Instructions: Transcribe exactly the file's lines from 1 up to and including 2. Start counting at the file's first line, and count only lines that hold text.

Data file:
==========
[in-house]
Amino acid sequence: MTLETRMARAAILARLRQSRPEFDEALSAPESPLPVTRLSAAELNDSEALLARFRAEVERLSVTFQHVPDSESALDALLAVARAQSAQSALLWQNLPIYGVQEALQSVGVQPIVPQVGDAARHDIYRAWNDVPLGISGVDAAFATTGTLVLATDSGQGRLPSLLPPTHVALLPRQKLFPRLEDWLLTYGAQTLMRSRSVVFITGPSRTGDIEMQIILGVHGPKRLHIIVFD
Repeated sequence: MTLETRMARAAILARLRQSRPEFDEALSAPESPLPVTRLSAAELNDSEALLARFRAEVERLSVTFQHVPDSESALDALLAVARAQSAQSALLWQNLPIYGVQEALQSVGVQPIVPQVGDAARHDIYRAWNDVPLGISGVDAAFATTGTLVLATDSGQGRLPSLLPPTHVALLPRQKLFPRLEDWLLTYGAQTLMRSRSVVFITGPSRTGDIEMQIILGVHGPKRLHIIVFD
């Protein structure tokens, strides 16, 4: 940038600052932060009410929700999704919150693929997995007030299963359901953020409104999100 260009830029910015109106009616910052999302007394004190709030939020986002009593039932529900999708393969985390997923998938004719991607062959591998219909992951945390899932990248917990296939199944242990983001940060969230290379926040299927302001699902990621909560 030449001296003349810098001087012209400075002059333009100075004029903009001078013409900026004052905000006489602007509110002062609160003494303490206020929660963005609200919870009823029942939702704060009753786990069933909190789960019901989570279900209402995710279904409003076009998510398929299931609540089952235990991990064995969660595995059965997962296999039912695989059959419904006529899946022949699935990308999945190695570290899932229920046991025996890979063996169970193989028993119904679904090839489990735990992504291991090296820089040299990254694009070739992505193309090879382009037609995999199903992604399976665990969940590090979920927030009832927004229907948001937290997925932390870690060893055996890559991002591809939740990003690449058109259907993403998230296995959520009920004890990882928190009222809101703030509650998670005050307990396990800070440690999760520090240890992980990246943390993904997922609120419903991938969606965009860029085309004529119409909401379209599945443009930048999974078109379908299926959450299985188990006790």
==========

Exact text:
[in-house]
Amino acid sequence: MTLETRMARAAILARLRQSRPEFDEALSAPESPLPVTRLSAAELNDSEALLARFRAEVERLSVTFQHVPDSESALDALLAVARAQSAQSALLWQNLPIYGVQEALQSVGVQPIVPQVGDAARHDIYRAWNDVPLGISGVDAAFATTGTLVLATDSGQGRLPSLLPPTHVALLPRQKLFPRLEDWLLTYGAQTLMRSRSVVFITGPSRTGDIEMQIILGVHGPKRLHIIVFD